I’m also concerned about the advice that may be being given by PR practitioners in many global and more local current affairs. It isn’t always clear from the outside what the role of PR is in certain cases, and I’m loathe to criticise without knowing more. But I do have questions.
We’ve all seen the rhetoric, propaganda, attempts to persuade or enact dialogue in relation to conflicts in Gaza and Ukraine. Where are PR practitioners involved in such circumstances and are they advocating a strategy, simply acting as paid spokespeople or giving advice that is being ignored? The situation in the US town of Ferguson with last week’s police reaction (from an overly military style presence to arresting media and clamping down on social media) and change in strategy similarly raises questions about PR thinking. Where we read of differences in opinion over decisions to release the policeman’s name, video images of the victim and other details of the case, was the input of PR sought in any of the involved organisations?
When South Yorkshire Police responded to a question by the BBC about an investigation into the singer Cliff Richard, was the PR function involved in deciding to “work with” the broadcaster? Did the BBC’s own PR function know about this situation in advance and offer a view on how to engage with the police authority? Should we presume that the South Yorkshire police force’s PR function was involved in complaining about the BBC’s actions once public criticism over the initial decision arose? Both organisations seem to have made a pig’s ear of this – so what was the PR thinking during or subsequently?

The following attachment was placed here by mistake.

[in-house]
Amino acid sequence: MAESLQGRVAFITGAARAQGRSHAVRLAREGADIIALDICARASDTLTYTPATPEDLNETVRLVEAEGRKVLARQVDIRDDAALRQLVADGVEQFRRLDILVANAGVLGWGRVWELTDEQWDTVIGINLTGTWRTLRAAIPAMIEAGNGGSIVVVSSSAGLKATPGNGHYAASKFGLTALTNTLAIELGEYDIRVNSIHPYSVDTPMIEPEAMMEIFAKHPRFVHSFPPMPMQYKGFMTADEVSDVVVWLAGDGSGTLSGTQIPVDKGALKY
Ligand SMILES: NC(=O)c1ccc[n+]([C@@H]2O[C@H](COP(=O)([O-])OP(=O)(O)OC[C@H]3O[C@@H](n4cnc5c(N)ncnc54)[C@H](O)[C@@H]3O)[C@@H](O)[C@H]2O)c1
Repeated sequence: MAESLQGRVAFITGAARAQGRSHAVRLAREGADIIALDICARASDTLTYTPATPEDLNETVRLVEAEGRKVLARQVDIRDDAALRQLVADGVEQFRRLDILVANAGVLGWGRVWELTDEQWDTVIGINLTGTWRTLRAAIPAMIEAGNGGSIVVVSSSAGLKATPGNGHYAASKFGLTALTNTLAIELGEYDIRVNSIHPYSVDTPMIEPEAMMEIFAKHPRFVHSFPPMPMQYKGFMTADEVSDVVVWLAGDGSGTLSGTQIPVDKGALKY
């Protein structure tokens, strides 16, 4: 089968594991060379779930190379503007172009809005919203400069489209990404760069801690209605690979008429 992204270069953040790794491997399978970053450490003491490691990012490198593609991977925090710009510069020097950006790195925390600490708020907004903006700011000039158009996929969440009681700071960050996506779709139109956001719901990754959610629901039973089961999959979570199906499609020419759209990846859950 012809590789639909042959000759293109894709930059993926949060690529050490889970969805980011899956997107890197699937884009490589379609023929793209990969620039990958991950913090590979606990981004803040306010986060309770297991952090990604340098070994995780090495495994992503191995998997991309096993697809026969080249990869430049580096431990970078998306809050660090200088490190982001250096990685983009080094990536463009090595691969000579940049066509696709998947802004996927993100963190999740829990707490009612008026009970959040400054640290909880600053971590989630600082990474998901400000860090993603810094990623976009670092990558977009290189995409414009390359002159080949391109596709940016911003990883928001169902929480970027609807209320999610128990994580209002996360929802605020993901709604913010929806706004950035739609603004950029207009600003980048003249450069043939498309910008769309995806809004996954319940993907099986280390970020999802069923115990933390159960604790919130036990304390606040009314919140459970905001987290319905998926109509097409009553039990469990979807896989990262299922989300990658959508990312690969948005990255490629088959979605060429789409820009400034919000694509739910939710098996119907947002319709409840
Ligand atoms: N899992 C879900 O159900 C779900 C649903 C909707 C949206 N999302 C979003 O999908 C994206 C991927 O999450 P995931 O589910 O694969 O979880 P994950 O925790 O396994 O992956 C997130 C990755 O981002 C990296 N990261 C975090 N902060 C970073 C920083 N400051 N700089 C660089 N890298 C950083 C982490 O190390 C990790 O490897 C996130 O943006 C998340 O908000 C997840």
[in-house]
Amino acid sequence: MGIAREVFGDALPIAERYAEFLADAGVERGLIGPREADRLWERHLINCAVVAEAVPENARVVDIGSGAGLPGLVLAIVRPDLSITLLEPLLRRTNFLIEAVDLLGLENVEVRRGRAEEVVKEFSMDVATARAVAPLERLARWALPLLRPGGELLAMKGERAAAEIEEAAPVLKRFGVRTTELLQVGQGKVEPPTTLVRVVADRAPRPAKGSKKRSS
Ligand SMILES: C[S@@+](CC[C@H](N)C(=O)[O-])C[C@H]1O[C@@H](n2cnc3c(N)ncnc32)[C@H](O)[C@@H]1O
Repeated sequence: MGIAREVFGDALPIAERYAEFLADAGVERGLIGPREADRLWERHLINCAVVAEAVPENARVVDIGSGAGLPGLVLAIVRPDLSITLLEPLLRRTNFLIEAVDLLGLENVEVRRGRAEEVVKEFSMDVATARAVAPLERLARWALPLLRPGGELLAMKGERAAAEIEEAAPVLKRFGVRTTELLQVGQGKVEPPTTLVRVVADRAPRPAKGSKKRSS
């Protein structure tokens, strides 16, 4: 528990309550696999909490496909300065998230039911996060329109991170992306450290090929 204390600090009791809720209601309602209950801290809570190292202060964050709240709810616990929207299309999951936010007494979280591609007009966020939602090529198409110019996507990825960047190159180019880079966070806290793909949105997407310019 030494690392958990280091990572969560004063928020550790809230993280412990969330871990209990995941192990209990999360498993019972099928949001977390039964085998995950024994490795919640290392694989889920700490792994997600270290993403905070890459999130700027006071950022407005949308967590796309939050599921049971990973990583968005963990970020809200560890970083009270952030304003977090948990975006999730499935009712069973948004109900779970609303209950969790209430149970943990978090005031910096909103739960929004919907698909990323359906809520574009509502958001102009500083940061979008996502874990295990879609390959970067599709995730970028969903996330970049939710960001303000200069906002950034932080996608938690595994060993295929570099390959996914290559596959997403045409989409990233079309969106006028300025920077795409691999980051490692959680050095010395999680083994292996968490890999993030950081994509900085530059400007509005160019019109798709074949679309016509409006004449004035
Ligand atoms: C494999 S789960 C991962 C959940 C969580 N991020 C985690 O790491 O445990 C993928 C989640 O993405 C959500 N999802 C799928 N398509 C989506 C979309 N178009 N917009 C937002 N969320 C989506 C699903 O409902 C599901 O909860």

In each of these – and many more – situations, there’s plenty of comment about the approaches that are being taken. In some cases, this includes criticism of an organisation’s public relations. But we really do need to know more about the thinking involved – or even better, how the field can help guide thinking of practitioners facing such situations on the basis of robust evidence and frames of reference.
Einstein is said to have argued the value of higher education is “the training of the mind to think” rather than the study of facts which can be learned from textbooks. As an educator in public relations, I support Einstein’s view in terms of believing my role is to help my students train their minds to think – in as many different ways as possible.
One case that has been interesting in doing this recently is the discussion around the Open Carry movement in the US. It is helpful as for most Brits, we don’t understand why anyone would wish to openly carry an assault weapon. So we can apply Covey’s 5th habit: Seek first to understand. We have looked in particular at the reasoning proposed by philosophy Professor Jack Russell Weinstein regarding how bystanders should react.
In conclusion, my concerns about PR are generally based in a weakness of thinking that is evident in reactions and responses to high profile cases, and may be found in our own recommendations and behaviour in practice.
Surely we should be training our minds to think – and perhaps philosophical understanding is as good a place to start as any. And then, we can recommend and take action to address our weaknesses so that so many of PR’s apparent ongoing issues can be resolved instead of simply defining us.
Picture: The world’s Grumpiest Cat